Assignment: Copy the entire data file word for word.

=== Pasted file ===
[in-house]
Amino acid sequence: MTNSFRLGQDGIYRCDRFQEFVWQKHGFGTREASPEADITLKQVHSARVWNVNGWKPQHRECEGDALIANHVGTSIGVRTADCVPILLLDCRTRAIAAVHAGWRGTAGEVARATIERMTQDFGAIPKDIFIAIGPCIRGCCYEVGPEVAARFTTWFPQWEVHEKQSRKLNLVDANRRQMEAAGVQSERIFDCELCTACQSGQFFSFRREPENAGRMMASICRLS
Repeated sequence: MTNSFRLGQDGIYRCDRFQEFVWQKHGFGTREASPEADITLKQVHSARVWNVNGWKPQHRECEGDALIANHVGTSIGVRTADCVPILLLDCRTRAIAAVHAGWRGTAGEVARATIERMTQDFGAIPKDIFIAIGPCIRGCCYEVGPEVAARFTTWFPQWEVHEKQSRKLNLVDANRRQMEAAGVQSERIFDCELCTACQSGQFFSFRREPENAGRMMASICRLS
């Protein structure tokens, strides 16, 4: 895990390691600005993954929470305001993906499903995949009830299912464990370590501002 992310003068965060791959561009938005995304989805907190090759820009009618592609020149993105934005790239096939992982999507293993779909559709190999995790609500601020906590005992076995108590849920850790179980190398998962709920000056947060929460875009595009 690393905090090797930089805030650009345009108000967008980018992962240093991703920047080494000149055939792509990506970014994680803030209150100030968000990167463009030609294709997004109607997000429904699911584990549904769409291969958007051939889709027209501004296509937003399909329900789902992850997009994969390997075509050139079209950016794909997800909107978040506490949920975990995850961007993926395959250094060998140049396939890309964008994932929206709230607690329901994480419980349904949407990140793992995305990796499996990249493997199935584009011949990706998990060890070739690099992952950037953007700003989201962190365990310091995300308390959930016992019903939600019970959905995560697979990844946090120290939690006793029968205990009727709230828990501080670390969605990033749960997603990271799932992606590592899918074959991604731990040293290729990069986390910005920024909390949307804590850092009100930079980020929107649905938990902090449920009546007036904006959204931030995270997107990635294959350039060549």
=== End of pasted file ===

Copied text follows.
[in-house]
Amino acid sequence: MTNSFRLGQDGIYRCDRFQEFVWQKHGFGTREASPEADITLKQVHSARVWNVNGWKPQHRECEGDALIANHVGTSIGVRTADCVPILLLDCRTRAIAAVHAGWRGTAGEVARATIERMTQDFGAIPKDIFIAIGPCIRGCCYEVGPEVAARFTTWFPQWEVHEKQSRKLNLVDANRRQMEAAGVQSERIFDCELCTACQSGQFFSFRREPENAGRMMASICRLS
Repeated sequence: MTNSFRLGQDGIYRCDRFQEFVWQKHGFGTREASPEADITLKQVHSARVWNVNGWKPQHRECEGDALIANHVGTSIGVRTADCVPILLLDCRTRAIAAVHAGWRGTAGEVARATIERMTQDFGAIPKDIFIAIGPCIRGCCYEVGPEVAARFTTWFPQWEVHEKQSRKLNLVDANRRQMEAAGVQSERIFDCELCTACQSGQFFSFRREPENAGRMMASICRLS
């Protein structure tokens, strides 16, 4: 895990390691600005993954929470305001993906499903995949009830299912464990370590501002 992310003068965060791959561009938005995304989805907190090759820009009618592609020149993105934005790239096939992982999507293993779909559709190999995790609500601020906590005992076995108590849920850790179980190398998962709920000056947060929460875009595009 690393905090090797930089805030650009345009108000967008980018992962240093991703920047080494000149055939792509990506970014994680803030209150100030968000990167463009030609294709997004109607997000429904699911584990549904769409291969958007051939889709027209501004296509937003399909329900789902992850997009994969390997075509050139079209950016794909997800909107978040506490949920975990995850961007993926395959250094060998140049396939890309964008994932929206709230607690329901994480419980349904949407990140793992995305990796499996990249493997199935584009011949990706998990060890070739690099992952950037953007700003989201962190365990310091995300308390959930016992019903939600019970959905995560697979990844946090120290939690006793029968205990009727709230828990501080670390969605990033749960997603990271799932992606590592899918074959991604731990040293290729990069986390910005920024909390949307804590850092009100930079980020929107649905938990902090449920009546007036904006959204931030995270997107990635294959350039060549």